Author Archives: naomidlynch

The Power of No……

No matter where you are or what your circumstances, pursuing Special Effects Makeup as a career is going to be an enormous challenge.  It is one of the most highly competitive fields in the world, and yet the rewards are not monetary or even fame, but intrinsic to the creative process, and inherent in the actual work itself.  For people who are lucky to live in a time and a place when the business is good, and work easy to come by, they may not understand or appreciate the sheer numbers of people all over the world, in the most remote corners, who desire so passionately to pursue their dream, regardless of the whether or not there is a viable film and media industry where they live.  And yet, they do… WE do…..  all of us, just a little bit mad, and very, very, determined.

A dear friend and mentor of mine, a highly respected SFX MUA, said it best- “We are all missing the part of our brain that tells us when to stop…”

Many people ask for information and help on how to get this, that, or the other, achieved on a shoot, “with a very tight or non-existent budget” Fair enough. We all of us, apart from a fortunate few, start out that way, doing work for free or very little and without much to work with, its part of our training and necessary, if you can pull a rabbit out of a hat and get something onscreen that will pass muster when you have nothing to work with, then JUST IMAGINE what you will be able to do once you get some REAL equipment and materials….

But what really riles me, is when I hear “there’s no time to do this”.

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So you want to be a Makeup FX artist? Pt 1. Where Do I Start?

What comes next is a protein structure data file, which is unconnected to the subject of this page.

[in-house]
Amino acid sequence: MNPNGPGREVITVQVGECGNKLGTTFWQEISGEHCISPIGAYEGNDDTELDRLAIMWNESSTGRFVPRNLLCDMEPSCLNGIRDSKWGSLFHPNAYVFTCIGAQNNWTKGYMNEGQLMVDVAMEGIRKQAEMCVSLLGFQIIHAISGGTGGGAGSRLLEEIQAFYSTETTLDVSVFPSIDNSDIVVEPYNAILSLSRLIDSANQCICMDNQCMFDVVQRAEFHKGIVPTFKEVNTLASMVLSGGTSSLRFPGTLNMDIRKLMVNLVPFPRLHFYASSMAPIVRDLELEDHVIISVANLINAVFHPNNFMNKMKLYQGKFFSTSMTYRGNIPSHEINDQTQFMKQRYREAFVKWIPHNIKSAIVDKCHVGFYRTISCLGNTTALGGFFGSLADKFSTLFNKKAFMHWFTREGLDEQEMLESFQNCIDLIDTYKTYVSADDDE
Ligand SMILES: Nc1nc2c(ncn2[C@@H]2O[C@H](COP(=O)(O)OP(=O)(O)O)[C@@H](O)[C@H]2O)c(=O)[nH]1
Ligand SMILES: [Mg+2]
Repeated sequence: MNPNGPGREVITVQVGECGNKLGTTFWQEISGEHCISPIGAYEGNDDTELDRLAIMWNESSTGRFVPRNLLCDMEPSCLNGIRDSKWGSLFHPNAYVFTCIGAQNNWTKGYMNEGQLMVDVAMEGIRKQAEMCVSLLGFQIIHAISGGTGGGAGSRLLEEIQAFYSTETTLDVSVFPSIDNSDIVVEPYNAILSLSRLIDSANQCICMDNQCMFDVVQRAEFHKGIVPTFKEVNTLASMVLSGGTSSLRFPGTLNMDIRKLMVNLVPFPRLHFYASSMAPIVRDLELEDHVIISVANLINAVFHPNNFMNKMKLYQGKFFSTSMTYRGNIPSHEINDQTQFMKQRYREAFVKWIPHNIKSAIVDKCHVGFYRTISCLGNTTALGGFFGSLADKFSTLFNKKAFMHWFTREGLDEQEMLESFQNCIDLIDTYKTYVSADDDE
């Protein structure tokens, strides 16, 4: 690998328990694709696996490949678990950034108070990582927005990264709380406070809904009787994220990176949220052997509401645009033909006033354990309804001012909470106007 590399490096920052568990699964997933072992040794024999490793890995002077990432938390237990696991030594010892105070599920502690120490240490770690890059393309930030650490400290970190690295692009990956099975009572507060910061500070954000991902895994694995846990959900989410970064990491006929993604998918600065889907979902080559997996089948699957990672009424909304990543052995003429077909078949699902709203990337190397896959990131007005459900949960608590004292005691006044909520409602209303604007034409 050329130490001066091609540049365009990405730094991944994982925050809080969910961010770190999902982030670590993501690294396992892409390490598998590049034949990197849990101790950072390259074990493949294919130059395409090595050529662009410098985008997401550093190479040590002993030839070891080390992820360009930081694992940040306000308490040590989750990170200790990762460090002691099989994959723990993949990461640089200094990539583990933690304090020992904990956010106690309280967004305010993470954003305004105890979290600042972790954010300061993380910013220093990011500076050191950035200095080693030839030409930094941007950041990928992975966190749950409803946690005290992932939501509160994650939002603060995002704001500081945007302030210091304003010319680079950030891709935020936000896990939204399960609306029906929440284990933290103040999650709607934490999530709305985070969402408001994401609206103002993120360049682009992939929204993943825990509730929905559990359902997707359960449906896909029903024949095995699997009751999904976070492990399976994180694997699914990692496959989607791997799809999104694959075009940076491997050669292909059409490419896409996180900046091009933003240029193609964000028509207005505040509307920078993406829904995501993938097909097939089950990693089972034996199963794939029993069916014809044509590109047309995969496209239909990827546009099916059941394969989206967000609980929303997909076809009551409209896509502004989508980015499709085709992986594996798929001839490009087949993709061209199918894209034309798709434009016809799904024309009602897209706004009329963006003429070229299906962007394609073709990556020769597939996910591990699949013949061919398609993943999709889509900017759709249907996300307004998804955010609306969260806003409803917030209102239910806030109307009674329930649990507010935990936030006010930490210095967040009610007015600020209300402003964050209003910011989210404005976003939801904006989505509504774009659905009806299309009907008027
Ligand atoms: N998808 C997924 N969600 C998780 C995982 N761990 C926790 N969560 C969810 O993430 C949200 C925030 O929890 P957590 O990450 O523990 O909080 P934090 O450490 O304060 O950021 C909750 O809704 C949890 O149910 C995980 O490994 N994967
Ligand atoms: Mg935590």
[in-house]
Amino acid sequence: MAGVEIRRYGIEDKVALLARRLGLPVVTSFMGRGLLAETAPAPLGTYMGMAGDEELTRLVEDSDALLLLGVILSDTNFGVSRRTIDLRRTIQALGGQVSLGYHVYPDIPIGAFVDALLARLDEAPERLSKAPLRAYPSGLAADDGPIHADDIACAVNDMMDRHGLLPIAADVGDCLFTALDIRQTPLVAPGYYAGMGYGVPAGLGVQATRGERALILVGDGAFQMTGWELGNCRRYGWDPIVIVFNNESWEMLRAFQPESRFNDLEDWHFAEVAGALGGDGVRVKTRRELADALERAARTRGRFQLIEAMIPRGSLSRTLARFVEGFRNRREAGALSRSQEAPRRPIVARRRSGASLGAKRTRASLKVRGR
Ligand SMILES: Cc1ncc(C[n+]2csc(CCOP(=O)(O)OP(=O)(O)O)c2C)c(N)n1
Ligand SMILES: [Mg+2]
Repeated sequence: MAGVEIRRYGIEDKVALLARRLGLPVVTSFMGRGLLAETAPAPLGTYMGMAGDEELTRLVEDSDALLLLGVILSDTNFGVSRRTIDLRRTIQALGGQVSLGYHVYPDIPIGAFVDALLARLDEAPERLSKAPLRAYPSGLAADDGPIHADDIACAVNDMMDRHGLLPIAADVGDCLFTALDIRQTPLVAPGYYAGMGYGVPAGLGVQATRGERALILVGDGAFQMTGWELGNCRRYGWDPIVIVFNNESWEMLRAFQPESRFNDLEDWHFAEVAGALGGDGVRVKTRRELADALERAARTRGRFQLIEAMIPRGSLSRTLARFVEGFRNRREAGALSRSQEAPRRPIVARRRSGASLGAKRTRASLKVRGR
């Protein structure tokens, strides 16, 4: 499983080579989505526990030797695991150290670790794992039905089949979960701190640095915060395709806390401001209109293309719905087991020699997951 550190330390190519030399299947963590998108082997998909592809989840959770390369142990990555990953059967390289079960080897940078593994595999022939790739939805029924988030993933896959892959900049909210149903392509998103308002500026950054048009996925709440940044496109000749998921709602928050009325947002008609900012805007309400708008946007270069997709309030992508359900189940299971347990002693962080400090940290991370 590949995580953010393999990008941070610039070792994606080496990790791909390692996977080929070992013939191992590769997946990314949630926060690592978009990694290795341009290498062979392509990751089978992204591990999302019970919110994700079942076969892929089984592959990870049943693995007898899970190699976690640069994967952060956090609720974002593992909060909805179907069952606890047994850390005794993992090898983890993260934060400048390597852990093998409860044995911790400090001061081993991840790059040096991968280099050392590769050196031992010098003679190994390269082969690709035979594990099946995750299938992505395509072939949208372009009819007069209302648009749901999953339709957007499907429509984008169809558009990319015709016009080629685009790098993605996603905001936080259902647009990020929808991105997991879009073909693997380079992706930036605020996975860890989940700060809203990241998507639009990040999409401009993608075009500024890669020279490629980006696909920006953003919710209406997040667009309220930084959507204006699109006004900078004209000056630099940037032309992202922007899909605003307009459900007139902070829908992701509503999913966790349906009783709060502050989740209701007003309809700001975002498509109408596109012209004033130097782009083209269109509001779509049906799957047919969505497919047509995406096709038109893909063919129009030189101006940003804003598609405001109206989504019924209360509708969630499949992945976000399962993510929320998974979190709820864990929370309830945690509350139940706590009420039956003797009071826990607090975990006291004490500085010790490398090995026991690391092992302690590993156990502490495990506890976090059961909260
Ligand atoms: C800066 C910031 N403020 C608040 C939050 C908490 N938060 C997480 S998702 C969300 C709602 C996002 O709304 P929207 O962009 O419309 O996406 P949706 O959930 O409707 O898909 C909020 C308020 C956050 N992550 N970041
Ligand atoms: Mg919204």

So, you have been doing what you are doing for a while, life was going ok, good, not great, and you have slowly come to the realisation that you have a niggling dream to work in Special Makeup FX…. Or perhaps you always knew you wanted to try for this, but you never quite knew how to start? You might be twenty and single, footloose and fancy free, or you might be married with a mortgage and kids….
I do empathize with you- I didn’t get into this until I was 40, and let me tell you it took me about three years to work up the guts to do it!! I flipped everybodies lives upside down in the process, because I had to move to the other side of the country for three months to train, and previously I had been home with my kids while they were little, so my husband suddenly had to rediscover (discover?) his domestic side and hold the fort whenever I was working! Fortunately for me though he realized I needed to do this and saw how much happier I was once I had so it all worked out, not everyone is that lucky. Also we have money from our other business so I can afford to just do the jobs I want- never had to take weddings to pay the bills.
So where do you start?

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How Time Flies… The Intensity of Creativity….